Principal versus interest distributions
The amount of income taxes you’ll pay on trust distributions depends on whether those distributions consist of interest income, accumulated principal, or both.
A trust’s principal is the amount that was initially deposited. When the principal is passed along to beneficiaries in the form of distributions, those beneficiaries don’t have to pay taxes on it. The assumption is the money has already been taxed at some point, either through income taxes on the trust creator or income or capital gains taxes on the trust.
Interest income, on the other hand, is taxable income for the beneficiary who receives it. This type of income must be reported as the beneficiary’s own taxable income on their income tax return. If you receive interest income from a trust, it will be taxed at your normal income tax rate.
How do trust funds get taxed?
Trusts are taxed similarly to individual taxpayers. They’re subject to ordinary income tax rates, which are different from the individual tax brackets. Trusts may also pay lower long-term capital gains tax rates on assets owned for more than one year, as is also the case with individual taxpayers.
Do you have to file taxes for a trust fund?
Whether a trust must file a tax return depends on the type of trust it is. Simple and complex trusts — also known as non-grantor trusts — must file their own tax returns, while grantor trusts don’t have to. However, you may still have to file a tax return as the grantor or beneficiary of a trust.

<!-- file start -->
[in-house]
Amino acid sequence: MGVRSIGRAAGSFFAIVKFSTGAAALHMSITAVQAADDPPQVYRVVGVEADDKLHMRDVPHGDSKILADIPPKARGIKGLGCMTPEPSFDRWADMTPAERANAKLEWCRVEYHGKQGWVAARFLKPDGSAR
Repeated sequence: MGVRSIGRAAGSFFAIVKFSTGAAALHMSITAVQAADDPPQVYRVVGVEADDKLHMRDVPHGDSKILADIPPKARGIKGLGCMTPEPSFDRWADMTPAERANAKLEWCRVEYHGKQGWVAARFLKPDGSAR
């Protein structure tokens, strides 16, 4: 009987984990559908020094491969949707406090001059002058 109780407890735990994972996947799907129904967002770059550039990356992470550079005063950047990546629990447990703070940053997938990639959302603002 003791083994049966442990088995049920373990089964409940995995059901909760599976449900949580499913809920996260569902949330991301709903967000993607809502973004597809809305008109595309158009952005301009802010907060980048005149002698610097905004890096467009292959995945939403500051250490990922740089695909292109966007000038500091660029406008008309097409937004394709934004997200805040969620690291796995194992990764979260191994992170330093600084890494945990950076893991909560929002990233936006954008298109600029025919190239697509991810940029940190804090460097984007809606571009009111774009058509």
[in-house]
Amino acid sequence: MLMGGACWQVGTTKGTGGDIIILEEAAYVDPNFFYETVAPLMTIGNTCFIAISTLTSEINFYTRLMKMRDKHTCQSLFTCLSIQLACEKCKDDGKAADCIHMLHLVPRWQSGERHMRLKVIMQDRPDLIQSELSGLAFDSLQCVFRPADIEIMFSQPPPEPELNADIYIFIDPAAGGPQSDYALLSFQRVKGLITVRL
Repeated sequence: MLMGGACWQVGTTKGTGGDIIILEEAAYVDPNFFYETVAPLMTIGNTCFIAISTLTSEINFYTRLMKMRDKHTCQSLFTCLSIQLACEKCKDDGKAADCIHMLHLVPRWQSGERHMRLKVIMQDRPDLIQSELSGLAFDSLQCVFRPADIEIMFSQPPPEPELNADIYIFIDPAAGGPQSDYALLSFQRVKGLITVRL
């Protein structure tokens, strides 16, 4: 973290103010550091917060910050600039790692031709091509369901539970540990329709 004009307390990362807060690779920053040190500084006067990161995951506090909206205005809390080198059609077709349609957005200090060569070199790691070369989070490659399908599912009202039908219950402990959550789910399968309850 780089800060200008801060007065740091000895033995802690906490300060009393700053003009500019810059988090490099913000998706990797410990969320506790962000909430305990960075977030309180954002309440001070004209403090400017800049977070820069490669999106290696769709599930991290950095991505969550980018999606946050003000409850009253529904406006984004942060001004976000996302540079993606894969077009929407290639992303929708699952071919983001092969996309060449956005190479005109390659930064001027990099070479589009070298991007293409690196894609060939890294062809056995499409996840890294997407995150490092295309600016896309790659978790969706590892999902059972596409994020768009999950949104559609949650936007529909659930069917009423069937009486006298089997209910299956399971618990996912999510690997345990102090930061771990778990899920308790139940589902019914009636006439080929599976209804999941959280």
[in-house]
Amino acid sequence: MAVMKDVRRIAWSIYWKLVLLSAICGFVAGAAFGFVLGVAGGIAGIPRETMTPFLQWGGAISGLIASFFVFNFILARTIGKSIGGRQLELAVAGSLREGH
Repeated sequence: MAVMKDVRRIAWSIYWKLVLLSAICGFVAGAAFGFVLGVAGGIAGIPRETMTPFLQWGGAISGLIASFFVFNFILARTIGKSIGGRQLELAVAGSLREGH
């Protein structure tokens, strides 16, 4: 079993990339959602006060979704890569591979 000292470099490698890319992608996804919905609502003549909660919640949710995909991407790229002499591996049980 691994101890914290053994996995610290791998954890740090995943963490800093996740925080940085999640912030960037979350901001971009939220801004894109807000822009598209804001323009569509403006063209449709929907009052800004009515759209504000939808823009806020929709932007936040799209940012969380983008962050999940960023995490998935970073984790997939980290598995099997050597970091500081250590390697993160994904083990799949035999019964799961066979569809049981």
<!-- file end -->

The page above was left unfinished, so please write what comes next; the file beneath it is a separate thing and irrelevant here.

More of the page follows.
Do trust funds count as income?
The money you receive from a trust fund could count as income, depending on the source of the funds. Any interest income you receive from the trust will be taxable income, but any of the principal you receive won’t be taxed.
How do trusts avoid taxes?
You can avoid taxation on a trust by creating a grantor trust. With this type of trust, it’s the grantor of the trust that pays the taxes. The trust itself has no tax liability.
- A trust is an estate planning tool used to pass assets along to a beneficiary or beneficiaries.
- Grantor trusts aren’t subject to taxes because the assets in the trust are still owned by the trust creator.
- Non-grantor trusts are subject to taxes because the assets in the trust are no longer owned by the trust creator.
- Non-grantor trust income tax rates range from 10% to 37%, like personal income tax rates but with different brackets.
- Trust beneficiaries are taxed on interest income they receive from a trust but not on any principal they receive.
View Article Sources
- Estimated Income Tax for Estates and Trusts — IRS
- Estates & Trusts — Colorado Department of Revenue | Taxation Division
- What Is a Successor Trustee? Duties & Powers — SuperMoney
- Family Trusts — SuperMoney
- How the Rich Use GRATs to Get Richer — SuperMoney
- IRS Installment Agreement: Guide on IRS Payment Plans — SuperMoney
- What Is Innocent Spouse Relief And How To Qualify — SuperMoney
- Are Unemployment Benefits Taxed? The Complete Guide — SuperMoney
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- 10 Accounting Tricks the 1% Use to Dodge the Taxman — SuperMoney